Regards

Everybody deals with stress differently, and everybody has that breaking point. I just hope that they wouldn't come in to wake me up or mess with me in my sleep as I have slight (and as of yet undiagnosed) PTSD... anything other than my alarm waking me up is likely to get a fist/elbow/foot/knee to the face... I would really feel bad if that happened, especially if they were meaning well.

This is how they woke us up:
http://youtu.be/oYMSU-aNdSk (The wake up call at 7 in the morning)

Our Emmuas retreat was awesome! You would love it, especially the one over here in Pittsburgh.
Logged

"loving one's enemies does not mean loving wickedness, ungodliness, adultery, or theft. Rather, it means loving the theif, the ungodly, and the adulterer." Clement of Alexandria 195 A.D.

http://ancientchristiandefender.blogspot.com/
IsmiLiora
Chronic Exaggerator
Archon
********
Offline Offline

Faith: One step closer!
Jurisdiction: Greek Orthodox Archdiocese of America (GOA)
Posts: 3,434


Back by unpopular demand.


« Reply #43 on: June 09, 2011, 09:37:50 AM »

Have you ever gone camping in the woods at all? You sound way too depending on the grid. Look, being away from your phone for a few days isn't going to kill you. They do that for your first retreat, but they allowed us to have our phones. They just told us to not tell anyone the personal information of others at the retreat. And we didn't.
I'm glad you had a good experience! As I was saying, my roommate apparently did as well, since she did a complete 180 during the weekend.

And like I said, I didn't like that I was SURPRISED by the rules and I HAD to follow what they were saying. I've been out of cell phone contact for several days or even weeks at a time, when I was doing missions in Ukraine and when I was in the Philippines. While I miss being able to use it, I can let go if I need to!

If I have cell reception and my watch has a working battery, I don't need to have other people tell me to put it away and have to depend on them to tell me how much time I have to go to the bathroom and run to my room with their hands (unless I'm in boot camp, that is).
« Last Edit: June 09, 2011, 09:38:41 AM by IsmiLiora » Logged

She's touring the facility/and picking up slack.
--
"For in much wisdom is much grief, and he who increases knowledge increases sorrow." Ecclesiastes 1:18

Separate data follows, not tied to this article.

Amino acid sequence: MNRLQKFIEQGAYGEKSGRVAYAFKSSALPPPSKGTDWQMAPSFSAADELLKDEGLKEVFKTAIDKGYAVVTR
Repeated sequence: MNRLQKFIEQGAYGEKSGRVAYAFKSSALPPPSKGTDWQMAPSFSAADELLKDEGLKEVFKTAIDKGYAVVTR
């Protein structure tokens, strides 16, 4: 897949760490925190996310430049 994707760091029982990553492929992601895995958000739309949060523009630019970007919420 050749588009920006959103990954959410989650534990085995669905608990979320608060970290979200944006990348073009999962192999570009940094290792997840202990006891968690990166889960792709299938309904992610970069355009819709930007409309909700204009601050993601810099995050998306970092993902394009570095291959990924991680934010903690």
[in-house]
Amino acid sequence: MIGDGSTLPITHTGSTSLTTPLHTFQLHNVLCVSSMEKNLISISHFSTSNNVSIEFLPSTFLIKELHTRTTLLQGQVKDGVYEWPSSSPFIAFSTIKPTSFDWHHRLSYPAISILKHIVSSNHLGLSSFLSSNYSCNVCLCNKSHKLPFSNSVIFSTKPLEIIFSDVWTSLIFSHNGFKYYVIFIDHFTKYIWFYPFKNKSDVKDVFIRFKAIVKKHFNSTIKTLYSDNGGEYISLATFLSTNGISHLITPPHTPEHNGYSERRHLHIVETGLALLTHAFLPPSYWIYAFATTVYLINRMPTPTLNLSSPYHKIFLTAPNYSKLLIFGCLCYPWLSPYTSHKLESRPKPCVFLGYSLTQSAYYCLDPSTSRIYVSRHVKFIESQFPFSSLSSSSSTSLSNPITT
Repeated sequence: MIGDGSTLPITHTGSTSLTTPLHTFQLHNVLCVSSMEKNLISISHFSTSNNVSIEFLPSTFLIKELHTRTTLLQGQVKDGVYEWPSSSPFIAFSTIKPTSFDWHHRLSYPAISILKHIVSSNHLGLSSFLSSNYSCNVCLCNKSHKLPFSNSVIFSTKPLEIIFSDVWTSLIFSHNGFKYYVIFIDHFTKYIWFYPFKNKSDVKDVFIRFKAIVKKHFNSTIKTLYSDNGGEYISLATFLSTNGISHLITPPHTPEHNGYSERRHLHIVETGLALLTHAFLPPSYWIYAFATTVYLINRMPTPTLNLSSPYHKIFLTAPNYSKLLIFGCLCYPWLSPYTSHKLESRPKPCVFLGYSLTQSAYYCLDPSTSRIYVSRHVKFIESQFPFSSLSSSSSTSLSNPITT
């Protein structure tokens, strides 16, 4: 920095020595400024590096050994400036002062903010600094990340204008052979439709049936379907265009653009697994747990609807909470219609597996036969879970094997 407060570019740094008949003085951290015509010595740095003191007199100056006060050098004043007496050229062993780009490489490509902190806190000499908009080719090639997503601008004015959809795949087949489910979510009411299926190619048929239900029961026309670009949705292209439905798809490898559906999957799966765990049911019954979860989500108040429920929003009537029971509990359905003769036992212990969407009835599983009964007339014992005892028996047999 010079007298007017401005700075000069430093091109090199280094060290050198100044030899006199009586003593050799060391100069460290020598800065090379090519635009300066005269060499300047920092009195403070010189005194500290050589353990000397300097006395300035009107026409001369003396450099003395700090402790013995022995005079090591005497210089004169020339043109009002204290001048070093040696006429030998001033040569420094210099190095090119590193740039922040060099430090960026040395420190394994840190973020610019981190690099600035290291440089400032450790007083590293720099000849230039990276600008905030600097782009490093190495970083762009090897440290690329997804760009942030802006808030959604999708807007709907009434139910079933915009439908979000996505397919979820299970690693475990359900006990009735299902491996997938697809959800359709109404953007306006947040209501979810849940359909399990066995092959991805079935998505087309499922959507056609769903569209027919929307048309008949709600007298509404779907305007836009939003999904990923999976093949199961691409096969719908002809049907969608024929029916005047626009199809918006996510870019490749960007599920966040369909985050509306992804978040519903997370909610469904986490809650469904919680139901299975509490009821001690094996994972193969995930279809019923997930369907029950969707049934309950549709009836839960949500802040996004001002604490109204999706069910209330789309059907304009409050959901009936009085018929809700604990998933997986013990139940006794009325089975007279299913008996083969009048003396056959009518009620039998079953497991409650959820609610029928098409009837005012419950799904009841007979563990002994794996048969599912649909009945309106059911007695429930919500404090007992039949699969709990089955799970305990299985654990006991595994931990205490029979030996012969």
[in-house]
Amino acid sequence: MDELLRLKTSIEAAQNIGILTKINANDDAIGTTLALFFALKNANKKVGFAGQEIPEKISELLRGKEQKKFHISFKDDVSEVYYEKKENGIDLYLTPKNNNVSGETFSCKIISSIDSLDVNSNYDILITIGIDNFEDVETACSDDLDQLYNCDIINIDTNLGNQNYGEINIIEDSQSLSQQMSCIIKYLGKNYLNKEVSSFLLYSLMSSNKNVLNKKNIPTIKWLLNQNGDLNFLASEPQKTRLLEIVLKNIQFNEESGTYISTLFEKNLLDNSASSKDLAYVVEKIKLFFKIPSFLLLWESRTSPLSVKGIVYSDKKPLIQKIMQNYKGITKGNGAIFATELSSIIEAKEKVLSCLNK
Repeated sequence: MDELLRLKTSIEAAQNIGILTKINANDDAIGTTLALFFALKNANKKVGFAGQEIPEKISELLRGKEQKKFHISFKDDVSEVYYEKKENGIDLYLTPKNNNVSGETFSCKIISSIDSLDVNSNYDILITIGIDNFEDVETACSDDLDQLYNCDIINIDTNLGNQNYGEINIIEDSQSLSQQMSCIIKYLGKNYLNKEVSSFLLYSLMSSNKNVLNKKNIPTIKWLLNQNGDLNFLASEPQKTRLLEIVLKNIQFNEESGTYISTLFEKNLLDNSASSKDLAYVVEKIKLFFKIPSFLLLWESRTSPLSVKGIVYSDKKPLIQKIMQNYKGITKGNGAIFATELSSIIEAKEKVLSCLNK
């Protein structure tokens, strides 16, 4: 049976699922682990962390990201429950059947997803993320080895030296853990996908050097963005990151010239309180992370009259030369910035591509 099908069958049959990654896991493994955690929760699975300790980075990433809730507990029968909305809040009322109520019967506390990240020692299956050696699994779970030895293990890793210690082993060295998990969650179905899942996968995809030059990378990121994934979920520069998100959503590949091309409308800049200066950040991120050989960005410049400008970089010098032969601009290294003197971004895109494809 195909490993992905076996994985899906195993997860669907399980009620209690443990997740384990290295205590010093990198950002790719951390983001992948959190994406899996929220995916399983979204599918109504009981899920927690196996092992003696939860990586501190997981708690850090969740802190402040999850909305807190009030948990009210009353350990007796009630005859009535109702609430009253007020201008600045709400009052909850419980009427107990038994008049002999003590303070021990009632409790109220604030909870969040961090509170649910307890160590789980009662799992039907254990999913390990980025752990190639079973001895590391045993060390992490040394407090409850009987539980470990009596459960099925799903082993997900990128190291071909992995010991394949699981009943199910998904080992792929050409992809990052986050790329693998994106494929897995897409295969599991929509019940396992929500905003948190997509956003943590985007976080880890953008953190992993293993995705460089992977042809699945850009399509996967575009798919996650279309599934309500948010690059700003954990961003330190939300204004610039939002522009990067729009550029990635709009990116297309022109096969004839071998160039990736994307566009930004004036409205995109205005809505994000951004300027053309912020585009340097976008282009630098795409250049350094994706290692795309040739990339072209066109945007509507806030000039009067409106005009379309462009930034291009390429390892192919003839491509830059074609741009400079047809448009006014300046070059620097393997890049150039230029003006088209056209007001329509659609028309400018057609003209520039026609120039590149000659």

--
I once believed in causes too, I had my pointless point of view --
Life went on no matter who was wrong or right
rakovsky
Protokentarchos
*********
Online Online

Faith: Orthodox
Jurisdiction: Orthodox Church in America
Posts: 4,558



WWW
« Reply #44 on: June 09, 2011, 10:29:07 AM »

I don't know about you, but if dudes were putting flowers on my bed I might think it was weird too. Smiley

Also, I can see people on a religious retreat having a very good time. But I am confused why someone telling you with your fingers you have only a little time to go to the bathroom and demanding you act "right away" is enjoyable.

Maybe it is some kind of religious boot camp.
Logged
IsmiLiora
Chronic Exaggerator
Archon
********
Offline Offline

Faith: One step closer!
Jurisdiction: Greek Orthodox Archdiocese of America (GOA)
Posts: 3,434


Back by unpopular demand.


« Reply #45 on: June 09, 2011, 10:36:29 AM »


Our Emmuas retreat was awesome! You would love it, especially the one over here in Pittsburgh.
Oh, and by the way, you ARE Orthodox! So tell me, how many of them were on the walk with you guys? I'm dying to know. We had a few Catholics, but everyone was mostly Protestant or non-denominational.

The worship is also quite Protestant in style -- I couldn't imagine a hardcore Orthodox person getting into it all that much. I don't know. I just feel like there were so many aspects of the retreat that someone with Orthodox beliefs might recoil at. There is a Catholic version, though, and perhaps that one would "fit" better? I'd love to hear your opinions.
Logged

She's touring the facility/and picking up slack.
--
"For in much wisdom is much grief, and he who increases knowledge increases sorrow." Ecclesiastes 1:18
--
I once believed in causes too, I had my pointless point of view --
Life went on no matter who was wrong or right
jah777
OC.net guru
*******
Offline Offline

Faith: Orthodox Christian
Posts: 1,934


« Reply #46 on: June 09, 2011, 11:58:37 AM »

I went a few weeks ago and I loved it. It is secretive for a very good reason. What I loved about the retreat is that it was for men only! And we dealt with men issues! I understand wholeheartedly why they want to keep personal things personal. Look, you shouldn't be upset about this. Being secretive is not always bad.

And what can be gained from such an experience that cannot be gained from going to Confession in an Orthodox church or Orthodox monastery? 

It is not enough to expose sins, or talk about sins.  Exposed sins must be repented of, confessed before an Orthodox priest, be remedied through the prayer of absolution, through penances, etc.  One needs patristic counsel on how to overcome the sins, how to war against the passions, and this is a matter that non-Orthodox groups know nothing about.  In a controlled environment, people can be handled (manipulated) in such a way as to produce “breakdowns”, or a certain sorrow about one sins, but only in the Church can one find a complete diagnosis for the soul’s sickness, and a complete method for healing/theosis through appropriate ascesis and frequent reception of the Holy Mysteries.  “Prayer” and “worship” on the “Emmaus Walk”, on the other hand, may open a person up to a great many things that can damage the soul and hinder the process of healing/theosis, rather than assisting with this process.